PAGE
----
Women and the Priesthood 

  
Tim Kaine, the presumptive VP-nominee for the Democratic Party has stated more than once that he believes women should be ordained as Catholic priests. This issue comes up from time to time in the Church. It was 8 years ago that the Vatican’s Congregation for the Doctrine of the Faith issued a Decree of Excommunication here in the US because some folks attempted to ordain a woman to the priesthood Being excommunicated isn’t something that happens every day. Excommunication is a serious action, which impedes the reception of the Church’s Sacraments in cases of particularly grave or serious sin (Catechism of the Catholic Church, paragraph 1463). 

God loves women. He chose a woman to bring Salvation to the world through Mary, the mother of God. Women have played important roles in the Church since the early days of Christ’s public ministry. Jesus went against the Jewish norms of His day by involving women publicly in His life on earth, as His cherished friends. It was Mary of Magdala who was chosen by God to be the first person to see the risen Christ and to spread that good news to His loved ones. Nearly all of the non-Jewish religions of Christ’s day had female priestesses, so choosing women for this role in His Church would have been socially-acceptable, especially in ministering to the Gentiles. But He didn’t choose women to be priests. He chose only men. Through these 12 men, a direct line of Apostolic succession has remained in the Catholic Church until today.

God doesn’t make mistakes. He came to save us through Christ at a precise moment in history and through the exact people He had chosen as His own. The priestly tradition of the Jews, a male tradition, was part of His salvation plan from the beginning of time. The passover lamb of the Jews, always a male, prefigured the role of Christ as the Paschal Lamb and perfect Sacrifice. Jesus is the Lamb of God, Who takes away the sins of the world. The argument is sometimes made that, if Christ were alive today, He would choose women for the priesthood. Here’s a news flash, Christ IS alive today. He comes to us at every Mass when He becomes for us, the Bread of Life. He lives and acts in His Church who has taught from the time of the Apostles that the priesthood is a Sacrament reserved only for baptized men (Catechism of the Catholic Church, paragraph 1577).

Each Sacrament established by Christ has two elements, form and matter. The form of the Sacrament is the way in which it is enacted. For Baptism, the “form” is the words used to baptize “in the name of the Father, and of the Son, and of the Holy Spirit.” The “matter” of Baptism is water. In the Holy Eucharist, the “form” is the words of consecration spoken by the priest when he echoes the words used by Jesus at the Last Supper in the breaking of the bread and the offering of the cup. The “matter” of the Eucharist is the wheat bread and the grape wine. When someone is ordained to the priesthood, the “form” of the Sacrament is the bishop’s laying on of his hands onto the man desiring ordination. The “matter” of the Sacrament is the man himself, who has responded to God’s call of service as a priest. Just as the Church could never substitute something else for the bread and wine used in the Holy Eucharist, or for the water used in Baptism, the Church can never allow the “ordination” of women. The “matter” of this Sacrament is, and always must be, male. The Pope himself can never allow women to be priests. “I declare that the Church has no authority whatsoever to confer priestly ordination on women and that this judgment is to be definitively held by all the Church’s faithful” (Saint John Paul II, 05-22-94).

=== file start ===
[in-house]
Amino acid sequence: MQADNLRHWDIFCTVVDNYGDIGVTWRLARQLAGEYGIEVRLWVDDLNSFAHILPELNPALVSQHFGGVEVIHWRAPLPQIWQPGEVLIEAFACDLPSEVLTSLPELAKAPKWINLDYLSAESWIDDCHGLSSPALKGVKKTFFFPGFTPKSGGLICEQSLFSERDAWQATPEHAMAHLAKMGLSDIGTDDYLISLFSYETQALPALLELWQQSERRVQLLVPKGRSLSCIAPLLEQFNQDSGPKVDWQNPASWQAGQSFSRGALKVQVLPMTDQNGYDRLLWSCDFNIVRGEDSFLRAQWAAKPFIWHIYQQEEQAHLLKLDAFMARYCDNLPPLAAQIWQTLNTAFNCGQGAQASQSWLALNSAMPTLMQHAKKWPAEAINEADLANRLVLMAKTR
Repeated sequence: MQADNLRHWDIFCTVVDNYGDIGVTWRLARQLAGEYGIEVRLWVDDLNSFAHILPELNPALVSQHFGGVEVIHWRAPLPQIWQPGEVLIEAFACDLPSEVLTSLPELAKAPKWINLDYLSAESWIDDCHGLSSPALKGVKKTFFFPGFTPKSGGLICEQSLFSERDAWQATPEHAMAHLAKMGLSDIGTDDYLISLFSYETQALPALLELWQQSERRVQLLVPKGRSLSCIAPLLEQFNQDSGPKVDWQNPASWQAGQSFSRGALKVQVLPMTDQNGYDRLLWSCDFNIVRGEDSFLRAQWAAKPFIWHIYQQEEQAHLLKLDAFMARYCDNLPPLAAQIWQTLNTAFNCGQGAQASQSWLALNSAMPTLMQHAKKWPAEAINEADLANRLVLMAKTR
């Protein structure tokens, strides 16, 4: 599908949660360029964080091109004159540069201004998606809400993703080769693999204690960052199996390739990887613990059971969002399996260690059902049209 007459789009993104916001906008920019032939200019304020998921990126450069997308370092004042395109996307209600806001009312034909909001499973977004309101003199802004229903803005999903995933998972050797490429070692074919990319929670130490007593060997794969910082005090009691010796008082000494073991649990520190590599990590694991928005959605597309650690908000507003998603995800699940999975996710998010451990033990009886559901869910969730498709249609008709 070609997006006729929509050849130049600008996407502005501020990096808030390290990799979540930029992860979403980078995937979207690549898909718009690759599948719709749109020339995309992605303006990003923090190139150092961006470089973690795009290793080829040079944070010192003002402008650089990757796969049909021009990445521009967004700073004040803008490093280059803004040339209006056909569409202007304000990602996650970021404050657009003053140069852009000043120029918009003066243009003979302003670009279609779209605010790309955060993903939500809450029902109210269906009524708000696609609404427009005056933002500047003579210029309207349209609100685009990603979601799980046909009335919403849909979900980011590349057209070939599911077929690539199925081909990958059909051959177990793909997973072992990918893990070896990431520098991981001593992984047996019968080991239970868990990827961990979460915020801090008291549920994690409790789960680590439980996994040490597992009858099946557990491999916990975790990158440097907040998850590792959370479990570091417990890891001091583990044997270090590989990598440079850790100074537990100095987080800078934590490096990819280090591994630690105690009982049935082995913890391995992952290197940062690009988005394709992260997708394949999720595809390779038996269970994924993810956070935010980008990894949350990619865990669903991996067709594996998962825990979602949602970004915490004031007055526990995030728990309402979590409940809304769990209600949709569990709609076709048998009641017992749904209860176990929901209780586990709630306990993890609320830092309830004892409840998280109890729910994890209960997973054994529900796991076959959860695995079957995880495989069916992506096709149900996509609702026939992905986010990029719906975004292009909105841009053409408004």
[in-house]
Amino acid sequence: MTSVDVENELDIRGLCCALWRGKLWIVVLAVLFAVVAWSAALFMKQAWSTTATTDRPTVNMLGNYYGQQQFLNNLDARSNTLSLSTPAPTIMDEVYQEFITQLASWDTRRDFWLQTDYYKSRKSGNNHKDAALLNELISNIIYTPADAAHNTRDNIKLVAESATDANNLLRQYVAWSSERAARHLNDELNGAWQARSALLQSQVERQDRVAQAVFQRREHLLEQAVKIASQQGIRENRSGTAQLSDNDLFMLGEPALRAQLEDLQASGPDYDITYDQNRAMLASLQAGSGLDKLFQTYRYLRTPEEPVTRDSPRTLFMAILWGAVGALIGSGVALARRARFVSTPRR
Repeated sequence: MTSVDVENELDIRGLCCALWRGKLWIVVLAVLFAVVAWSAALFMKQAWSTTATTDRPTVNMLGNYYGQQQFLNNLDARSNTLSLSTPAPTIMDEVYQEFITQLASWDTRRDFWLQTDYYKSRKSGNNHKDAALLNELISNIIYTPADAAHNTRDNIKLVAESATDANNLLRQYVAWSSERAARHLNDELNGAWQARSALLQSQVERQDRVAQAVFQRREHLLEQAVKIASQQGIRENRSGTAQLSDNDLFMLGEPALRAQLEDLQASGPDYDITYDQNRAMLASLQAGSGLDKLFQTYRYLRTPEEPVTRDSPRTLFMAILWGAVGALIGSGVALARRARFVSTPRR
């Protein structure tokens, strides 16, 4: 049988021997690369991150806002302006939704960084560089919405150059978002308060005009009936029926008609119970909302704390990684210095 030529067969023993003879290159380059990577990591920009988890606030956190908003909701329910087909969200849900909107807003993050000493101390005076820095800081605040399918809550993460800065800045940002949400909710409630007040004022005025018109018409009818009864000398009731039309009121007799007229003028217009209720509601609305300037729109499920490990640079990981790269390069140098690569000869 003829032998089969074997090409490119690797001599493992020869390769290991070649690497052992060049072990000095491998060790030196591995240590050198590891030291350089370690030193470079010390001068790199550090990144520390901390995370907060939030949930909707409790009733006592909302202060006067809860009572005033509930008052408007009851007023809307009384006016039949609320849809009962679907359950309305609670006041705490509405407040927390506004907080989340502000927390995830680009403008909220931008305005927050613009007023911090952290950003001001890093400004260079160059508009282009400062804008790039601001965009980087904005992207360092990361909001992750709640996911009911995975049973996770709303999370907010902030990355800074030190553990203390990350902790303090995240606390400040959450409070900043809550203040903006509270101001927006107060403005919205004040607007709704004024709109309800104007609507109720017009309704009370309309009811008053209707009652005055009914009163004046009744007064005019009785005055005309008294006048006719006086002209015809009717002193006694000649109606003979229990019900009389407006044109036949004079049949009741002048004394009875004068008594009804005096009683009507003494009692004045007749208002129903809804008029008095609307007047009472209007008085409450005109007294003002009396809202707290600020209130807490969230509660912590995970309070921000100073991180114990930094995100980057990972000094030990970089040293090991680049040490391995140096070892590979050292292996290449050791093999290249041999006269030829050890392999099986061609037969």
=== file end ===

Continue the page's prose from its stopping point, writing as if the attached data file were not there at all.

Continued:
This is not an issue of justice. It’s not unjust that men can’t give birth to babies. It’s a gift reserved for women. Likewise, it’s not unjust that women can’t be ordained. It’s a Sacrament reserved for men. No one has a “right” to the priesthood. Men are called by God Himself to this life. In Jesus’ humanity, He was a man. His gender was not an accident, because the Church is His bride. The priest reflects Christ whenever he celebrates any of the Sacraments that Jesus gave us. Women generously serve the Church in many important roles every day, and have done so throughout history. There are different roles within the Body of Christ, as St. Paul tells us. Men and women are equal in the eyes of God, but this equality is not synonymous with sameness. What a boring Church that would be! God blesses us in our unique roles and we are called to embrace that uniqueness and celebrate our varied gifts and graces. We give Him glory when we are most fully ourselves in His service, whatever our role may be. And we pray that those who struggle with these roles, in any way, may experience the love and guidance of the Holy Spirit in their lives and may return to full communion with His Church.

“I have separated you from other people, that you should be Mine.”

       —Leviticus 20:29 

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